I can’t say I am a metal head, but I enjoy heavy music, and when I knew I could get a photo pass for Mastodon at the Hollywood Palladium, I actually got excited. It was a unique occasion to see these legendary animals close and personal, at least for a little while.
It was actually a very long night, with two bands, Russian Circles and Eagles of Death Metal, opening for Mastodon, and when I think about it, Russian Circles may have been the heaviest and definitively the most sludgy and mysterious band of the night. First because they only play instrumentals, not a word, not a lyric came from their mouths, then because they play mostly in the dark,… a band couldn’t have been more withdrawn from its audience in a way but it worked, on a cultish level. By this I mean they operated as true cult-leaders, guiding our minds into transcendental places, blowing up the roof of the Palladium many times with a powerhouse crescendo of shoegaze guitars, amping-up their massive sound to the max. It was a very cinematic doom metal, mostly slow-paced, but with the idea of the upcoming apocalypse. And at this level, they may be in complete synch with our times, although they probably work at a much more mystic level than our present pathetic political comedy. They launched their enormous sound several times in orbit, there were several big finales but the band kept on going, and the rest was just a colossal slow head-banging till we got a collective headache of loud white noise. But I enjoyed their set!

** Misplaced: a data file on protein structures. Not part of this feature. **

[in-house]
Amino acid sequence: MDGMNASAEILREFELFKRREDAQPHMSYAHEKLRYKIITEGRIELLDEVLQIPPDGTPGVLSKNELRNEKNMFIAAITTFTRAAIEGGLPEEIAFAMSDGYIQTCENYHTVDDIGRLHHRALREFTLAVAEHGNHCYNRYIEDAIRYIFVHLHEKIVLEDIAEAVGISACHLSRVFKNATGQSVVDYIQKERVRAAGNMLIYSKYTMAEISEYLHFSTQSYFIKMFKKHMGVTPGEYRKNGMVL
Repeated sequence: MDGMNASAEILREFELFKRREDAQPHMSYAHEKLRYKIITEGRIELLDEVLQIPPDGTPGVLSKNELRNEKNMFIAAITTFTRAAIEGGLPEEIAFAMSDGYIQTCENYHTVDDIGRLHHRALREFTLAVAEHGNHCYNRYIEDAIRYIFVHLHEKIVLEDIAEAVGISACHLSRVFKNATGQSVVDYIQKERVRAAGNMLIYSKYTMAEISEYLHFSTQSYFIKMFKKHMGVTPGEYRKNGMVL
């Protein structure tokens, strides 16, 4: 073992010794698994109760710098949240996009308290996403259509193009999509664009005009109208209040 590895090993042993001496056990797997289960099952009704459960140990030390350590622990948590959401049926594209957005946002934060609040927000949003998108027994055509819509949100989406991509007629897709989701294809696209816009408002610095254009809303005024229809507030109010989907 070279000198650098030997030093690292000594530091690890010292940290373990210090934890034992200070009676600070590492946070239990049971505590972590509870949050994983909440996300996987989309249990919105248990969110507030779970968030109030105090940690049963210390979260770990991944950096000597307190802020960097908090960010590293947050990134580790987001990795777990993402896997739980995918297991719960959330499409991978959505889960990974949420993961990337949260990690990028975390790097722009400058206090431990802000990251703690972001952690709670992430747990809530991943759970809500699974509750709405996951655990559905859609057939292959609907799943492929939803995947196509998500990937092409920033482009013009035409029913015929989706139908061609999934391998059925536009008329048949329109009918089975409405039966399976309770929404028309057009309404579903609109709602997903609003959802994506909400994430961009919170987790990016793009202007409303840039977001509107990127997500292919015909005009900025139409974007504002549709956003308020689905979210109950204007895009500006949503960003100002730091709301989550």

Eagles of Death Metal may have ‘metal’ in their moniker, but we are very far from doom-ness and the music is obviously light-hearted and pure rock ‘n’ roll fun, the sort of fun that makes you dance, jump, shake, even though I seriously wanted to take the best pictures I could, while standing in the pit during the infectious ‘I Only Want You’. Sure the guitars roar vigorously and the energy is high, but EODM are a pop-rock band, led by a colorful showman who was visibly very impressed to be playing at the Palladium – it was their first time, he told us, mentioning the history of the venue. So what were they doing between Russian Circles and Mastodon? They have obvious ties to the scene (Queens of the Stone Age), and they rock energy didn’t make them out of place stuck between two heavy metal bands. I saw them at the Teragram Ballroom a few months ago, but this time, they were the openers and it was a bit different, the stars of the night were obviously Mastodon, although Jesse Hughes did everything he could to make us believe we really were at a EODM show. And we were for a while, with massive guitar solos, a David Bowie cover (‘Moonage Daydream’), and ‘Stuck in the Metal with You’, a variation on Stealers Wheel’s ‘Stuck in the Middle with You’, and special guests like babe Jennie Vee on bass (she played for Courtney Love/Hole). Hughes would give his shirt to save rock ‘n’ roll, and this is precisely what he did, throwing his white shirt to the public once the band’s set was done! I should add I saw him give a very long hug to one of his bandmates on the side of the stage, before the show started, and he may have had a thought about this new Paris attack, which tragically happened the same day.